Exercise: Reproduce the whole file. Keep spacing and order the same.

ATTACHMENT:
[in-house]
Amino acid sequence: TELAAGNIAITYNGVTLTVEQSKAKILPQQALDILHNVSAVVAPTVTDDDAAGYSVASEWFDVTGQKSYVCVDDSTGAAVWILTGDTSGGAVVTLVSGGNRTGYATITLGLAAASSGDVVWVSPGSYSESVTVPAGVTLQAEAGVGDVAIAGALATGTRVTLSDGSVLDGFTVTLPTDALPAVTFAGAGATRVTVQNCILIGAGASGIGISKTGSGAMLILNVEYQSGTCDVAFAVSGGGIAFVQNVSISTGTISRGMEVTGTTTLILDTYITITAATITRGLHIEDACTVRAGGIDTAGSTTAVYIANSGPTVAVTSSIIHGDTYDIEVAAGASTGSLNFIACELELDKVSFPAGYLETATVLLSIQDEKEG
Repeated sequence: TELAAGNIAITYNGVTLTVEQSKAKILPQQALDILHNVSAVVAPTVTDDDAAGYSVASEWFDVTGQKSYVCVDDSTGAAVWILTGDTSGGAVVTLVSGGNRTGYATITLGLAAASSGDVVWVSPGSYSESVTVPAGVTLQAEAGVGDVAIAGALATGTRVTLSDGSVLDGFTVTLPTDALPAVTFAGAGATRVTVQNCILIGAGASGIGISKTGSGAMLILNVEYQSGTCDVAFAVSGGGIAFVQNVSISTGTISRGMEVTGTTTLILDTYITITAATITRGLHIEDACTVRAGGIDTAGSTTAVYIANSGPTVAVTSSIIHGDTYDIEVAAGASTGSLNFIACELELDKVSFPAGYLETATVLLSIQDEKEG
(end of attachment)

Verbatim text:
[in-house]
Amino acid sequence: TELAAGNIAITYNGVTLTVEQSKAKILPQQALDILHNVSAVVAPTVTDDDAAGYSVASEWFDVTGQKSYVCVDDSTGAAVWILTGDTSGGAVVTLVSGGNRTGYATITLGLAAASSGDVVWVSPGSYSESVTVPAGVTLQAEAGVGDVAIAGALATGTRVTLSDGSVLDGFTVTLPTDALPAVTFAGAGATRVTVQNCILIGAGASGIGISKTGSGAMLILNVEYQSGTCDVAFAVSGGGIAFVQNVSISTGTISRGMEVTGTTTLILDTYITITAATITRGLHIEDACTVRAGGIDTAGSTTAVYIANSGPTVAVTSSIIHGDTYDIEVAAGASTGSLNFIACELELDKVSFPAGYLETATVLLSIQDEKEG
Repeated sequence: TELAAGNIAITYNGVTLTVEQSKAKILPQQALDILHNVSAVVAPTVTDDDAAGYSVASEWFDVTGQKSYVCVDDSTGAAVWILTGDTSGGAVVTLVSGGNRTGYATITLGLAAASSGDVVWVSPGSYSESVTVPAGVTLQAEAGVGDVAIAGALATGTRVTLSDGSVLDGFTVTLPTDALPAVTFAGAGATRVTVQNCILIGAGASGIGISKTGSGAMLILNVEYQSGTCDVAFAVSGGGIAFVQNVSISTGTISRGMEVTGTTTLILDTYITITAATITRGLHIEDACTVRAGGIDTAGSTTAVYIANSGPTVAVTSSIIHGDTYDIEVAAGASTGSLNFIACELELDKVSFPAGYLETATVLLSIQDEKEG